The whole thing seems predicated on the Government hoping that the lenders will lend responsibly, but what happens when/if people lose their jobs? We are currently in a recession, the UK is not growing, and real incomes have actually gone backwards. Apart from buying the house, people are going to get into further debt buying the carpets, the curtains, the stamp duty, the conveyancing and all the other things that are involved in buying a house.

    Perhaps the Government should have not bothered with this scheme and just abolished stamp duty? Maybe that would have been a lot more sensible! What is this going to do to house prices?

    Perhaps it ought to be looked at from the other way; we need to encourage moves to make house prices decline rather than increase. Indeed perhaps a significant rise in interest rates might have been a good idea all round, not least for the savers who subsidise those who wish to live in debt. Then those who have money may feel inclined to spend as they are receiving a decent return on their savings, rather than encouraging those already in debt to get in deeper. Those that don’t have the money can’t afford the price of the ticket – even with Government help.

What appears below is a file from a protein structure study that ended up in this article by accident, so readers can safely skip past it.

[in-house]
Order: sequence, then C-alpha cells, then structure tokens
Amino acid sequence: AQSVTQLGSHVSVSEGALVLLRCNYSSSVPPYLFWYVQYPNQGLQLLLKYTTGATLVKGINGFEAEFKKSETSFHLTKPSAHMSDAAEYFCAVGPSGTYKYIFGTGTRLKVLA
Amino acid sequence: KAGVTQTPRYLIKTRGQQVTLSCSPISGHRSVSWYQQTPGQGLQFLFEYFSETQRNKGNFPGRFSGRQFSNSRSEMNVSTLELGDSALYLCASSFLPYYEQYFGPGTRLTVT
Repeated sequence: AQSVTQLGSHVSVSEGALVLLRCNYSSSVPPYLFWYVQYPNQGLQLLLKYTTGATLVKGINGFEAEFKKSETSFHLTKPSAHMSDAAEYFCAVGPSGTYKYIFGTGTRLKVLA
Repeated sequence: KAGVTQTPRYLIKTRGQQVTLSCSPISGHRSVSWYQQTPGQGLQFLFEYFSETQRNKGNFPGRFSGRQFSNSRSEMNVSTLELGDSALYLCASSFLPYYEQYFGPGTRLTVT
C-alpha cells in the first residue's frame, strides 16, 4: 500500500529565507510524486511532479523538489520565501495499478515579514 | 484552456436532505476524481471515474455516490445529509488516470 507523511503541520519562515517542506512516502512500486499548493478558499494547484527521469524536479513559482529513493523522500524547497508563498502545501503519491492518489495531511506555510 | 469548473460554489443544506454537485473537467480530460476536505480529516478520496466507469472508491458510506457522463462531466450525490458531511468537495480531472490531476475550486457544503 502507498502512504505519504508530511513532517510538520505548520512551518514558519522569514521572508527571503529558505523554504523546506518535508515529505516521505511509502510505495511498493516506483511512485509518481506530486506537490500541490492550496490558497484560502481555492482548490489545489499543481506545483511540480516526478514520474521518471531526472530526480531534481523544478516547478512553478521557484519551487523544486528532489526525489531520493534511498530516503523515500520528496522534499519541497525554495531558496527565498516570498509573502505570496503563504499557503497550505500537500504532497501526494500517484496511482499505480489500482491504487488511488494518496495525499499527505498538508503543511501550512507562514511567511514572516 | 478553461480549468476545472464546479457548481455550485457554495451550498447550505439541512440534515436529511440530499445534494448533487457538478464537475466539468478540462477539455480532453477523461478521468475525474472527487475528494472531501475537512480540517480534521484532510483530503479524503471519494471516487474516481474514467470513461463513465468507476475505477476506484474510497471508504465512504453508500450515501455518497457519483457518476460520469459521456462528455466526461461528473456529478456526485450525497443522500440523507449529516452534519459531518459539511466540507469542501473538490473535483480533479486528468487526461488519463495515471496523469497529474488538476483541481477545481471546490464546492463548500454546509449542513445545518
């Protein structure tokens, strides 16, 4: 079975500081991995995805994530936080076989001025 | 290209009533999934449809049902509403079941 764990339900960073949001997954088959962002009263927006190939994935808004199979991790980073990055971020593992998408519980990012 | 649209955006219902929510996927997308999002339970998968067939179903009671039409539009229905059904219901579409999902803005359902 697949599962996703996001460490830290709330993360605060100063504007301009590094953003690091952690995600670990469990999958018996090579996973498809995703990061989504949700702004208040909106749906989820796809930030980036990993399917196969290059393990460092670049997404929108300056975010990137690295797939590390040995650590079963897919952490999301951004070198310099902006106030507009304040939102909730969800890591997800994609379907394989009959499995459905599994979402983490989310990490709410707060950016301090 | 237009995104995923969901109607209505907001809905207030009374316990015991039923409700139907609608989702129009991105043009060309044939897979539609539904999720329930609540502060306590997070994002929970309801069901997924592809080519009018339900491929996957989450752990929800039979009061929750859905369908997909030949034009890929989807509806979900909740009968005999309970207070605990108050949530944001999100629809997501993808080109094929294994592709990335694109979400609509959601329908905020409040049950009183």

It is an oddity and perversity of the UK psyche to be so obsessed with home ownership. Travelling through Europe where rental is much more common I haven’t noticed a marked detriment to living standards. Indeed even with the current Euro crises, most people in France, Germany, Belgium, Holland and even Italy and Spain (if they are not unemployed) enjoy what appears to be a better standard of living and lifestyle than we do in the United Kingdom.

    Do not forget what prevailed in the past when the UK did not have the highest personal debt ratio in the world and we had a reasonable savings ratio. 40 odd years ago interest rates were fairly similar to what they are today. The mortgage rate in 1969 was 4.5%, but you had to earn in a week what your mortgage repayment was in a month – compare that to the requirement today! Moreover you had to have the sufficient deposit with the Building Society and you had to be saving with them for at least 2 years so they could judge your financial stability. Wives income was not taken into account and please don’t even think of applying as a civil partnership. Furthermore you were compelled to pay for a Mortgage Indemnity Guarantee – an insurance policy on behalf of the lender to insure against the borrower defaulting on the loan. But those were back in the days when our balance of payments was monthly headline news and we relied and looked for a positive figure as we actually had a manufacturing base that exported. Now our economy is entirely based on people going shopping with money they don’t have.

    Unfortunately the press is also complicit in hiding the harsh realities of life to an ever more mollycoddled public. In Victorian times you went to prison for debt, nowadays you are almost rewarded for it.

  2. Harry
    The pearls falling from your lips will surely fall on stony ground and be ground to dust by the swine of self interest!
    If only there was not an age barrier to becoming a government advisor…………………….!!